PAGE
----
Need to reinvent

Need to reinvent
For over six decades, the prism of time has distorted the Governor role whereby Governor-State Government ties have reached a nadir and become a source of intense conflict between Centre and States.
Need to reinvent

The more things change the more they remain the same. A lexicon which resonates in the corridors of power when it come to Governors and their role in the Constitutional scheme of things. Governance, after all is one big nautanki which has rewritten the basic time-honouredrules of authority and turned democracy on its head.
Call him a Governor with a difference, who calls a spade a spade and grabs eyeballs Kerala Governor Arif Mohammed Khan in an unprecedented move shared with media video clippings of him being heckled at a Kannur University event in 2019 along-with a officer in Chief Minister Pinarayi Vijayan office preventing police from discharging their functions yesterday. He also released letters to Pinarayi and his replies on the issue of universities functioning in the State.

Adding, “The State Government’s attention is focused on silencing the voice of those differing with it and even the Raj Bhavan has not been spared. It has tried to interfere by questioning appointments to my staff…. The pressure tactics are continuing even now but they will not work on me. He also raked up political killings in Pinarayi’s home turf Kannur to target the Left Government.

However the issue is not Khan or what he said about Pinarayi. Before him Vice President Jagdeep Dhankar as West Bengal Governor had a running battle with Chief Minister MamataBannerjee as did Maharashtra’s Koshyari with erstwhile Thackeray’s MVA and Tamil Nadu’sRavi with Stalin’s DMK.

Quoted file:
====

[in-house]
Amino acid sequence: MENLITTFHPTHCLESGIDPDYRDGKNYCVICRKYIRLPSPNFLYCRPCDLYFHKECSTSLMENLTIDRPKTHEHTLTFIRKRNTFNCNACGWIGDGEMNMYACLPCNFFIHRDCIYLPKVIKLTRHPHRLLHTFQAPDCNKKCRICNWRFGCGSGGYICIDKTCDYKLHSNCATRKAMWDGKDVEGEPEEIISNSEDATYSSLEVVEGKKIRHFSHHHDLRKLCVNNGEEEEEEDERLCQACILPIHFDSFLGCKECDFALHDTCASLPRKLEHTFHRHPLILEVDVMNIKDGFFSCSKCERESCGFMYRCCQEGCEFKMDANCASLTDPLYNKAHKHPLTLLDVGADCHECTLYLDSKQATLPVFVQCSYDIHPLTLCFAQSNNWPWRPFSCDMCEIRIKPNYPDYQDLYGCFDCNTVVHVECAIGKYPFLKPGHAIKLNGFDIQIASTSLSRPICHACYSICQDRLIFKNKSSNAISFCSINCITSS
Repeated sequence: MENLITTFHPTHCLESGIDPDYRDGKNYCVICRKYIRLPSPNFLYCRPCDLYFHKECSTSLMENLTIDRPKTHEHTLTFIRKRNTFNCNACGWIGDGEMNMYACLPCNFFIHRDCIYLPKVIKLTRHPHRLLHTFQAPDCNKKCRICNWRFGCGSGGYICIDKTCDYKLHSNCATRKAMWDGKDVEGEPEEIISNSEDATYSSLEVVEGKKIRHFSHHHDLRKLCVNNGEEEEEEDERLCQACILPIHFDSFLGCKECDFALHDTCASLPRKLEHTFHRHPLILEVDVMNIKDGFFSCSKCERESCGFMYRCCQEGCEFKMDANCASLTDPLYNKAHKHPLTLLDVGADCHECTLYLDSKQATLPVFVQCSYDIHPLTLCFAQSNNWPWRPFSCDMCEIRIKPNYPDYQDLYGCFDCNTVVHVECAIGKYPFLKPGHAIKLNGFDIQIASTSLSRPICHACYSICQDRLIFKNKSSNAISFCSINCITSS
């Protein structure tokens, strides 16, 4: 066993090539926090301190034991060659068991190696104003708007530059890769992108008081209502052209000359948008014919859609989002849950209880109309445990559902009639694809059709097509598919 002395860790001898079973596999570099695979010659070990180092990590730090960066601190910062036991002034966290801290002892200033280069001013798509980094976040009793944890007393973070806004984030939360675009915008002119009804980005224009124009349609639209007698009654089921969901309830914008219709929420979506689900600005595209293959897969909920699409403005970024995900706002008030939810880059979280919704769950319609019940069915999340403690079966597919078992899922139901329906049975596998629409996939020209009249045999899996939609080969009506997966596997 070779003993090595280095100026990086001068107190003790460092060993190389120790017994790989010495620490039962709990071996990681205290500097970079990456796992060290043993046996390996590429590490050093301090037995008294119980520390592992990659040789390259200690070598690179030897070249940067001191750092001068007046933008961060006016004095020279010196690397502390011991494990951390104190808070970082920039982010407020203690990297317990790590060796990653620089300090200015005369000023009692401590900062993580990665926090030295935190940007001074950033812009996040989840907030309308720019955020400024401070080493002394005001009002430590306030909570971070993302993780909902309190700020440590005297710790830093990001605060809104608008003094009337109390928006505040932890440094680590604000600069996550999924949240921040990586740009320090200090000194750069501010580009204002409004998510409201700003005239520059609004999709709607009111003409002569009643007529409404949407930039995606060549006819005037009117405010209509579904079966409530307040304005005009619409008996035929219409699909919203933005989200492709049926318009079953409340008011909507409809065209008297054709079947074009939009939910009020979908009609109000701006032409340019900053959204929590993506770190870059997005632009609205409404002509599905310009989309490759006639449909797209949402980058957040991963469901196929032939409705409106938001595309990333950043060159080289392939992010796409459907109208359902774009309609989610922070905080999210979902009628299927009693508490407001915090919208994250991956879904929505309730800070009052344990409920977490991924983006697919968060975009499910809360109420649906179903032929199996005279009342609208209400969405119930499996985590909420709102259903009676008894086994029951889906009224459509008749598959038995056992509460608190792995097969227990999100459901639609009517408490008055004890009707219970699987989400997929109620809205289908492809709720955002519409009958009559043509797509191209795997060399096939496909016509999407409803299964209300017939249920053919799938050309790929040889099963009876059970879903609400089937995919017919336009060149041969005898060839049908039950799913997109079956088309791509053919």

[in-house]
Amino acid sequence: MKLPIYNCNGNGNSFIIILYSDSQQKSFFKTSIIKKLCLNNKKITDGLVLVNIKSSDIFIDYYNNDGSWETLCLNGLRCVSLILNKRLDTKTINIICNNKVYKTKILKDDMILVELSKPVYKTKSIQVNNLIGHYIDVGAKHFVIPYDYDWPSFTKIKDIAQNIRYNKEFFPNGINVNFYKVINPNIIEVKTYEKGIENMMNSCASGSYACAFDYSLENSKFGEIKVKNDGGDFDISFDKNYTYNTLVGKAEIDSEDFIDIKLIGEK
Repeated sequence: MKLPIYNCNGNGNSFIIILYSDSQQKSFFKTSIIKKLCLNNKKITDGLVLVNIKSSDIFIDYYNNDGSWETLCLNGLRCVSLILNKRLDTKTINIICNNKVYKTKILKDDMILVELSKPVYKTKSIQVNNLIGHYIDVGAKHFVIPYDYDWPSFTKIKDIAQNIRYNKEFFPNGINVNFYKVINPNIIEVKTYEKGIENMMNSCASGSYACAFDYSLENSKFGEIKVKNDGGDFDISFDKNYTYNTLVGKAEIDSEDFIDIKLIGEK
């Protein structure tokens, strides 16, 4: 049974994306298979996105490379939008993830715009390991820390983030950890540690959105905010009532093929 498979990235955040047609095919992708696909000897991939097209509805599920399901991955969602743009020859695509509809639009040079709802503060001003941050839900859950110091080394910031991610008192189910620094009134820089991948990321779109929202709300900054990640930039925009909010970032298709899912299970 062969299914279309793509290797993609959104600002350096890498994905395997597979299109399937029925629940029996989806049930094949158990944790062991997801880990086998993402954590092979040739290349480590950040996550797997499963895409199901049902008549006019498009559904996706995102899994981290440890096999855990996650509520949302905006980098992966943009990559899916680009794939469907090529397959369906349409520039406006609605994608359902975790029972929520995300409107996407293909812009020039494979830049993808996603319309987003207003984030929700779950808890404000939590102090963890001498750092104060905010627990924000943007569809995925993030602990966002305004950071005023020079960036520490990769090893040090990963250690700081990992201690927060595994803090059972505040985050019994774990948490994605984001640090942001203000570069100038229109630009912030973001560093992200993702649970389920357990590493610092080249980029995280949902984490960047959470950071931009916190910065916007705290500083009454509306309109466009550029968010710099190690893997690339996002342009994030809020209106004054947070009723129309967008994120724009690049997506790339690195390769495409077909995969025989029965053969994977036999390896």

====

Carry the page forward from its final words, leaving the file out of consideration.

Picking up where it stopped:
In fact for over six decades, the prism of time has distorted the Governor role whereby Governor-State Government ties have reached a nadir and become a source of intense conflict between Centre and States. Congress-appointed Dharma Vira’s dismissed West Bengal’s first non-Congress Government, Nehru-Gandhi family loyalist Romesh Bhandari’s catastrophic handling of UP resulting in BJP’s Kalyan Singh-led Government and its recall in a week.

Expectedly, it has once again raised questions about a Governor’s role, qualifications and his Constitutional obligations and duties. Arguably, are Governors the Centre’s doormats? Or are they keepers of people’s faith as Constitutional heads of States? Are there any rules to underscore some semblance, coherence and uniformity in gubernatorial actions? A charter of directions and guidelines? Has the time come to reinvent his role in the Constitutional scheme of things?

Sadly, in a milieu of you scratch my back and I yours, a gubernatorial post is no longer decided on whether a person is a man of stature known for his integrity and objectivity, instead it is the perfect lollypop for political castaways, parting gifts for subservient bureaucrats and convenient posts for inconvenient rivals, totaling over 60% today. His essential criteria: whether he can be a  chamcha .Consequently, the Governor has become a convenient tool of the Centre specially in Opposition-ruled States where he runs the administration by proxy.

By playing the I-spy game—petty politricking, gross interference, open partisanship—at the Centre’s behest. Sending for files, summoning Ministers and bureaucrats. To hear, entice, provoke and register the voice of dissent against the State Government to their political patrons in Delhi. Bluntly, make life hell for the Chief Minister at every step.